Sandy’s name appears in many back issues of Interchange as a member of planning groups for assemblies and special meetings. Not only her endless energy and enthusiasm but especially Sandy’s personal art work has enhanced and illuminated Loretto for more than 50 years. Our lives have been graced with her banners, posters, designs on programs, logos for special projects, assemblies and mailings. Each year for more than three decades, Sandy designed and produced wall calendars for an increasingly large number of Loretto members and friends. In 2012, Sandy’s novitiate classmates celebrated their Golden Jubilee with a booklet titled “Voices from Silence,” interpreted by Sandy’s art work.

Late in 2006, Sandy was diagnosed with kidney disease; she began dialysis which continued on a nightly basis for nearly two years until a transplant was possible. Somewhat earlier she showed early signs of Parkinson’s disease and developed increasing pain in her back and legs. A woman of great energy for life, Sandy just kept going with smiling determination. In 2012 she celebrated her Golden Jubilee with her students, friends and family in Mobile and then retired to the Motherhouse, joining the Novitiate Second Floor community.

Sandy brought all her creative energies and a vast amount of art supplies with her from Mobile. She quickly applied her artistic talents to transforming a farm wagon into a Christmas float for the parade through the town of Loretto. She organized and staffed an art room in the Novitiate building, drawing many Motherhouse residents and employees into her web of creative enthusiasm. Her most recent efforts included a PowerPoint presentation for the Mary Rhodes Awards at the 2015 Loretto Assembly in celebration of the many women who staff the Motherhouse and Infirmary services.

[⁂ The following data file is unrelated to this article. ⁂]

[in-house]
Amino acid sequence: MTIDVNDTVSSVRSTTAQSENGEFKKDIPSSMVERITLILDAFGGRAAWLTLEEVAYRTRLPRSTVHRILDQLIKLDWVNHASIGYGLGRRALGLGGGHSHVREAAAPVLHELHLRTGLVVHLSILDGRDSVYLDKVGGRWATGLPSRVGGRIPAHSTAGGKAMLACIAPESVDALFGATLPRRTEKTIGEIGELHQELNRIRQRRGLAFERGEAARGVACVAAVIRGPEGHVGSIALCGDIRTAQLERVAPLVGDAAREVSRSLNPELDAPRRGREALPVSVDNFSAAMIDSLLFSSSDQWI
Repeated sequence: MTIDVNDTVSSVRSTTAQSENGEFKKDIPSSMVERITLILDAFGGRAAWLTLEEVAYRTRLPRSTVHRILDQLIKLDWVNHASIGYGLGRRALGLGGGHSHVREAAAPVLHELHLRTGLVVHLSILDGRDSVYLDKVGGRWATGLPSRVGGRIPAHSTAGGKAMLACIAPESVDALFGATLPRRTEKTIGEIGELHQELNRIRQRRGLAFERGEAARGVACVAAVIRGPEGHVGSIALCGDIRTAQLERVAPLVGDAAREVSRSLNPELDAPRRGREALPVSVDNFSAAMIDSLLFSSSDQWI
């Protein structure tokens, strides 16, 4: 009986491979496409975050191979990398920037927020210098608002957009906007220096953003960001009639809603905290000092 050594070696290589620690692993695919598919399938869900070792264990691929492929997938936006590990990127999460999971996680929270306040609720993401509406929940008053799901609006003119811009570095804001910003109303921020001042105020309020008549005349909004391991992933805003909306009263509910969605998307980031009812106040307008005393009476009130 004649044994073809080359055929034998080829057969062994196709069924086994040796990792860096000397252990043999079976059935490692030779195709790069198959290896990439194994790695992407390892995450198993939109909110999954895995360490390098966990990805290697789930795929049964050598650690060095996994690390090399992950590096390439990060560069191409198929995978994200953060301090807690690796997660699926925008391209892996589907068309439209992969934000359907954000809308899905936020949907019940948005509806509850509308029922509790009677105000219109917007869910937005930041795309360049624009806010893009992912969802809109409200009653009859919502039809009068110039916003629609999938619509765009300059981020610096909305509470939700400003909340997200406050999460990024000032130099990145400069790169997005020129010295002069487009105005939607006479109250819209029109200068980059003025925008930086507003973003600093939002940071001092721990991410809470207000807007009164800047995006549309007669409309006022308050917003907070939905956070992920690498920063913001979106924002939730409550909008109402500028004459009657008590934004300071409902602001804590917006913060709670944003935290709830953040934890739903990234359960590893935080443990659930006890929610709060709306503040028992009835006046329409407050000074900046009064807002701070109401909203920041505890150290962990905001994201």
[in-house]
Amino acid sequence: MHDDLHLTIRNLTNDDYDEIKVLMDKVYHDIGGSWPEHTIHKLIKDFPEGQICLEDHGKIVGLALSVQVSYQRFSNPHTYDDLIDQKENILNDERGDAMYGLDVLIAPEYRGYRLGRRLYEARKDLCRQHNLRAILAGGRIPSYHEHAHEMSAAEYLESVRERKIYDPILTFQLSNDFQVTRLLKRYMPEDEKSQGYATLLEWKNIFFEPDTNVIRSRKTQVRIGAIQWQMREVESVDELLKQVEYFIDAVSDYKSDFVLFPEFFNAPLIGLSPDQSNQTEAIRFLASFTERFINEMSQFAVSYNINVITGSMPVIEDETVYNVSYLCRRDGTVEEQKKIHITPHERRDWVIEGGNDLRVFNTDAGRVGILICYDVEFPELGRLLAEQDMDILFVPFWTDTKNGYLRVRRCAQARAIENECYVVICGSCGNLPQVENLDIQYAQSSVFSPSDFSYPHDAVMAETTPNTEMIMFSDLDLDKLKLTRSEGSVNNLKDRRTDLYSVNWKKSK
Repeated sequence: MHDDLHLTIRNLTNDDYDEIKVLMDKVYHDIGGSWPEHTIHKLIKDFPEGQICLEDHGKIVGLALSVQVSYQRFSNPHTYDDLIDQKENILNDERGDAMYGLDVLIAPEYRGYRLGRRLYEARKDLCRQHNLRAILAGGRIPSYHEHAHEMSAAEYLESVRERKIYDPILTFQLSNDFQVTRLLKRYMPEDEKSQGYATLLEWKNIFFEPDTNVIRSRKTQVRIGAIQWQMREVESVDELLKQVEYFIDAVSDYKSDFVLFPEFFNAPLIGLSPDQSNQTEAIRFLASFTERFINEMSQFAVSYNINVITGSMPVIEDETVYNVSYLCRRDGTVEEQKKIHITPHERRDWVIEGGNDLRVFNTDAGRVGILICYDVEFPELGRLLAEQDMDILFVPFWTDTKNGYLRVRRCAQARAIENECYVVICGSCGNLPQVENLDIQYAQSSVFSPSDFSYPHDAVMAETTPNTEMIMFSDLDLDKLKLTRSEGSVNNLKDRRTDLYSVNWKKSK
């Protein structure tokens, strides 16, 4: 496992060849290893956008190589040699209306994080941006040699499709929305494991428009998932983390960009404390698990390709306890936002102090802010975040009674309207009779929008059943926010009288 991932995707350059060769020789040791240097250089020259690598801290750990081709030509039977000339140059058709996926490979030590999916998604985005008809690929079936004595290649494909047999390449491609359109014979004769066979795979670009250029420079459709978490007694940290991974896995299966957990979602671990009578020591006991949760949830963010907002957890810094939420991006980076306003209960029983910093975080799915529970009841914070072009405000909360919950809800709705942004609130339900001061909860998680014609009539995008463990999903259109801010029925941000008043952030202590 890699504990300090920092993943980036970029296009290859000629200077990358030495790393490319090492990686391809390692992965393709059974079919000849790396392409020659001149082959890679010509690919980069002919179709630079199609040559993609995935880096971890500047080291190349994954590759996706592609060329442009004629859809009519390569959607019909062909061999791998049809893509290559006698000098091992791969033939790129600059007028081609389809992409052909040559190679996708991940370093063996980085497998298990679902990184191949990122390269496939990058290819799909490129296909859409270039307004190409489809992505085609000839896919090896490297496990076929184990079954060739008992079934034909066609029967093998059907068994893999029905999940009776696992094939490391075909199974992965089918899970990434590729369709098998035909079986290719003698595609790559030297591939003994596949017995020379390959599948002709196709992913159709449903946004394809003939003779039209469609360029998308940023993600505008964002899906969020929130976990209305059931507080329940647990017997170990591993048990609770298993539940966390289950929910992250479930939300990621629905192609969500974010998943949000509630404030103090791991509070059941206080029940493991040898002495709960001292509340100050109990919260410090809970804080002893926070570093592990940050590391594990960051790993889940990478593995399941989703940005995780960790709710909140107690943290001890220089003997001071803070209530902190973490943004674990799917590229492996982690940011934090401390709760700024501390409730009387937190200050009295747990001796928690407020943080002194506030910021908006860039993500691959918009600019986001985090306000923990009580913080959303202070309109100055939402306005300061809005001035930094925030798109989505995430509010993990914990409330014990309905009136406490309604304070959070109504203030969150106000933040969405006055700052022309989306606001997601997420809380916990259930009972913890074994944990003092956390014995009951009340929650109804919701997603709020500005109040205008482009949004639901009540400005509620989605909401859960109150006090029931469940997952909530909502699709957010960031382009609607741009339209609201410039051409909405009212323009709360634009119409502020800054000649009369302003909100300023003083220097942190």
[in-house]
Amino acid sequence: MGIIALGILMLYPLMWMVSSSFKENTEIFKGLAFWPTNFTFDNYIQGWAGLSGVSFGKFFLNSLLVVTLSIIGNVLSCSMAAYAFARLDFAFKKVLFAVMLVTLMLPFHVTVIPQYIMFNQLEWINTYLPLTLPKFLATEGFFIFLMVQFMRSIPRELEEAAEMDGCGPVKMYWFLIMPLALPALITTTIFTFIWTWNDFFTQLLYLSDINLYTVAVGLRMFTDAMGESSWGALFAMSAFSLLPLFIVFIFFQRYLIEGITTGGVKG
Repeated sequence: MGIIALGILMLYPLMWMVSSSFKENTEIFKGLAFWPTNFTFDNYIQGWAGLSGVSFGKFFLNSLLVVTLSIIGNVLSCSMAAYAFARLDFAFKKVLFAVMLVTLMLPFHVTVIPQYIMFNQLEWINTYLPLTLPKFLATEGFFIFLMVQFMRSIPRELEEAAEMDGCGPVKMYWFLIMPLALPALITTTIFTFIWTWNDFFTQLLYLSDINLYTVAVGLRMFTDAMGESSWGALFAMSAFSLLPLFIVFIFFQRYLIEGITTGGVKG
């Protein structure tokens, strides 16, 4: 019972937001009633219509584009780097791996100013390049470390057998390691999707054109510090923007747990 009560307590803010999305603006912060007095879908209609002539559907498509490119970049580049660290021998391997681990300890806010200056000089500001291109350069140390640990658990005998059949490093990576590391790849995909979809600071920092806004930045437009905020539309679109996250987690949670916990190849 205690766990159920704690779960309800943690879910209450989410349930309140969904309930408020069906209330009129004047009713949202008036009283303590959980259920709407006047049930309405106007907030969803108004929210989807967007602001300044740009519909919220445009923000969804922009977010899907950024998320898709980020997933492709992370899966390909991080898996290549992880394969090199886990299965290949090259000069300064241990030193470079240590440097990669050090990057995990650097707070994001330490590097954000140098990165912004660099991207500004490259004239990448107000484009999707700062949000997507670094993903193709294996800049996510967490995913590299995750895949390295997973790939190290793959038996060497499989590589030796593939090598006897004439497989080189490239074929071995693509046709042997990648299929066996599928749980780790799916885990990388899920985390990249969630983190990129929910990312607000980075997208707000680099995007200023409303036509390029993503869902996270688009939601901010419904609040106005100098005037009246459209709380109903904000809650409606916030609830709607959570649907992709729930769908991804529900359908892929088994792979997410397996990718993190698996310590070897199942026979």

McGill Toolen High School had not forgotten Sandy. Just last month, Sandy went happily back to Mobile to be inducted into the School’s Hall of Fame. Typically, she worked until the last minute to prepare handmade gifts for each of the other inductees. It was a weekend of accolades and loving remembrances from colleagues and students, praising Sandy for “making the world a better, brighter, more colorful place, particularly for young people.”

— By Eleanor Craig


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1 Comment

  1. Avatar Marie Revere on November 18, 2015 at 12:00 am

    Sandy, I know you are with Susie, Jack and your parents. I will always remember you and the fun we had on those trips to visit “Aunt Dot” in New Orleans when we were seniors in high school. May you rest in peace.